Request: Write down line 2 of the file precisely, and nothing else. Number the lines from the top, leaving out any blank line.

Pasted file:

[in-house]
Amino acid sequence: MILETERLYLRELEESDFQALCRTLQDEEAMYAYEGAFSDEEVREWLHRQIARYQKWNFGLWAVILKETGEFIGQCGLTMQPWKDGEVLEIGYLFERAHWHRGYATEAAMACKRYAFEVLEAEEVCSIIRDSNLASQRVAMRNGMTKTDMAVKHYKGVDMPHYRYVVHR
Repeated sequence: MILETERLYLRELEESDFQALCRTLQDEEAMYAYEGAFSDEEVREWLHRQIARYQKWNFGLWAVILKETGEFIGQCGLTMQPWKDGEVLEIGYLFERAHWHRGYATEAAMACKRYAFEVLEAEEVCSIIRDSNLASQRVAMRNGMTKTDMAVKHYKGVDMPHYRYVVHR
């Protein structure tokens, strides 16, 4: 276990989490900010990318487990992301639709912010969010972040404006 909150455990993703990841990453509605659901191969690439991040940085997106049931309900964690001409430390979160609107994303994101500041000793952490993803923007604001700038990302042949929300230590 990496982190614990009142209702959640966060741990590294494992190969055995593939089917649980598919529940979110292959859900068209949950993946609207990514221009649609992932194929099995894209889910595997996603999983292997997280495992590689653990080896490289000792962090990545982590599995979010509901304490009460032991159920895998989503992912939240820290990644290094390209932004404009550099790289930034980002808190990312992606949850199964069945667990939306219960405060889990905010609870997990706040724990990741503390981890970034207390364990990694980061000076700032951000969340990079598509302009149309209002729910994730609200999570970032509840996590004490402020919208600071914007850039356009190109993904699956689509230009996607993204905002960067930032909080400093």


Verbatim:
Amino acid sequence: MILETERLYLRELEESDFQALCRTLQDEEAMYAYEGAFSDEEVREWLHRQIARYQKWNFGLWAVILKETGEFIGQCGLTMQPWKDGEVLEIGYLFERAHWHRGYATEAAMACKRYAFEVLEAEEVCSIIRDSNLASQRVAMRNGMTKTDMAVKHYKGVDMPHYRYVVHR